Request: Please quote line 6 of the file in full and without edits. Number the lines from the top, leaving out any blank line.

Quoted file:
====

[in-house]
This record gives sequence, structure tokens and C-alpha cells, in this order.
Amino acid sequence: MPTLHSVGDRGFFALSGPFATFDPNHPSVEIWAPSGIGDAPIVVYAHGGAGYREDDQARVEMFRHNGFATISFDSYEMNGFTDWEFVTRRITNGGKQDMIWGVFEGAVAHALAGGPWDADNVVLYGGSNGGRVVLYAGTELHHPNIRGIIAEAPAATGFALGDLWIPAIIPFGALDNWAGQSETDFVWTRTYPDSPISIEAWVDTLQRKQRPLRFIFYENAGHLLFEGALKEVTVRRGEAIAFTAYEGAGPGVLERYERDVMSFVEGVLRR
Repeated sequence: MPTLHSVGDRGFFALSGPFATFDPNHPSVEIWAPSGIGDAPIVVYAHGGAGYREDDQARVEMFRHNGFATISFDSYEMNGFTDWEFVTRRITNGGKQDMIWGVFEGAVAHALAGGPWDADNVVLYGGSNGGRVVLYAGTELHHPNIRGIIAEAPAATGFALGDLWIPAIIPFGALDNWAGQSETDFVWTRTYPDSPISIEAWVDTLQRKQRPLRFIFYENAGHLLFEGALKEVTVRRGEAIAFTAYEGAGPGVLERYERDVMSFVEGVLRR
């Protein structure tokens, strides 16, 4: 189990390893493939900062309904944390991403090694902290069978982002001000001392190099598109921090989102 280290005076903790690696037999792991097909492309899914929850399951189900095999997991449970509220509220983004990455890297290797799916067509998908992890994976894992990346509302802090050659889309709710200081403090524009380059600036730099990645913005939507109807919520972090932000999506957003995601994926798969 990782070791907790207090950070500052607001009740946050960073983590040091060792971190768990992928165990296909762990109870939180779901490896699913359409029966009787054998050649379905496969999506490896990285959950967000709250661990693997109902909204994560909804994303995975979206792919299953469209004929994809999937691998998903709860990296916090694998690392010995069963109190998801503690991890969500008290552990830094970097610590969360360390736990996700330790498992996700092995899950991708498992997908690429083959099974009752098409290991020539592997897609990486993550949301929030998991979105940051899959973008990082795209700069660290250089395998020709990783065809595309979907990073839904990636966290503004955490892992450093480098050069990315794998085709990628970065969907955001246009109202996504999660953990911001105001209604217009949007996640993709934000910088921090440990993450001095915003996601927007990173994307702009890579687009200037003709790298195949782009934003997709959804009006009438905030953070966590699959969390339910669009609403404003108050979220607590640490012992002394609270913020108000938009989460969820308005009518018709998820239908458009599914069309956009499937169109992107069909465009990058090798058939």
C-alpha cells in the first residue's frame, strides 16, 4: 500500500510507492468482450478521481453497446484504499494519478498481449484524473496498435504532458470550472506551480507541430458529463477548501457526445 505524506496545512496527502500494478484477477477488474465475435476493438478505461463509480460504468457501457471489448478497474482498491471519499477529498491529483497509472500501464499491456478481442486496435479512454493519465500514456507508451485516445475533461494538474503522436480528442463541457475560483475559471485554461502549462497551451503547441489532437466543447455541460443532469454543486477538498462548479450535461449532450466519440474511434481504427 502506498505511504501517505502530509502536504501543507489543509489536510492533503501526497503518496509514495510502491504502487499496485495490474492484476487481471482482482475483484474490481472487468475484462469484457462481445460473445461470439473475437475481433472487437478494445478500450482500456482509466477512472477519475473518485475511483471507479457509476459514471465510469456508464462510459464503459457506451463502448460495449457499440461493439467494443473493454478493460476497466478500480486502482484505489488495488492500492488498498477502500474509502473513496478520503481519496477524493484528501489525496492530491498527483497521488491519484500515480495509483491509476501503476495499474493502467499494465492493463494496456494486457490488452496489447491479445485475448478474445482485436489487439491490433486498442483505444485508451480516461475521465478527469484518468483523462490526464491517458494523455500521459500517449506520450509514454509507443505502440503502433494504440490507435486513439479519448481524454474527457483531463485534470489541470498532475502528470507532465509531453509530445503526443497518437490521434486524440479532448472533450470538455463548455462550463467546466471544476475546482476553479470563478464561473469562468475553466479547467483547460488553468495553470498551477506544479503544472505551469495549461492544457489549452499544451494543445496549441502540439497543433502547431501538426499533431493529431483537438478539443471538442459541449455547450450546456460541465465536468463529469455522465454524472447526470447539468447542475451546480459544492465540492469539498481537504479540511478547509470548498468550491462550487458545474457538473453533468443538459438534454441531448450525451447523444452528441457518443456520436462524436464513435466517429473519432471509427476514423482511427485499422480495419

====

C-alpha cells in the first residue's frame, strides 16, 4: 500500500510507492468482450478521481453497446484504499494519478498481449484524473496498435504532458470550472506551480507541430458529463477548501457526445 505524506496545512496527502500494478484477477477488474465475435476493438478505461463509480460504468457501457471489448478497474482498491471519499477529498491529483497509472500501464499491456478481442486496435479512454493519465500514456507508451485516445475533461494538474503522436480528442463541457475560483475559471485554461502549462497551451503547441489532437466543447455541460443532469454543486477538498462548479450535461449532450466519440474511434481504427 502506498505511504501517505502530509502536504501543507489543509489536510492533503501526497503518496509514495510502491504502487499496485495490474492484476487481471482482482475483484474490481472487468475484462469484457462481445460473445461470439473475437475481433472487437478494445478500450482500456482509466477512472477519475473518485475511483471507479457509476459514471465510469456508464462510459464503459457506451463502448460495449457499440461493439467494443473493454478493460476497466478500480486502482484505489488495488492500492488498498477502500474509502473513496478520503481519496477524493484528501489525496492530491498527483497521488491519484500515480495509483491509476501503476495499474493502467499494465492493463494496456494486457490488452496489447491479445485475448478474445482485436489487439491490433486498442483505444485508451480516461475521465478527469484518468483523462490526464491517458494523455500521459500517449506520450509514454509507443505502440503502433494504440490507435486513439479519448481524454474527457483531463485534470489541470498532475502528470507532465509531453509530445503526443497518437490521434486524440479532448472533450470538455463548455462550463467546466471544476475546482476553479470563478464561473469562468475553466479547467483547460488553468495553470498551477506544479503544472505551469495549461492544457489549452499544451494543445496549441502540439497543433502547431501538426499533431493529431483537438478539443471538442459541449455547450450546456460541465465536468463529469455522465454524472447526470447539468447542475451546480459544492465540492469539498481537504479540511478547509470548498468550491462550487458545474457538473453533468443538459438534454441531448450525451447523444452528441457518443456520436462524436464513435466517429473519432471509427476514423482511427485499422480495419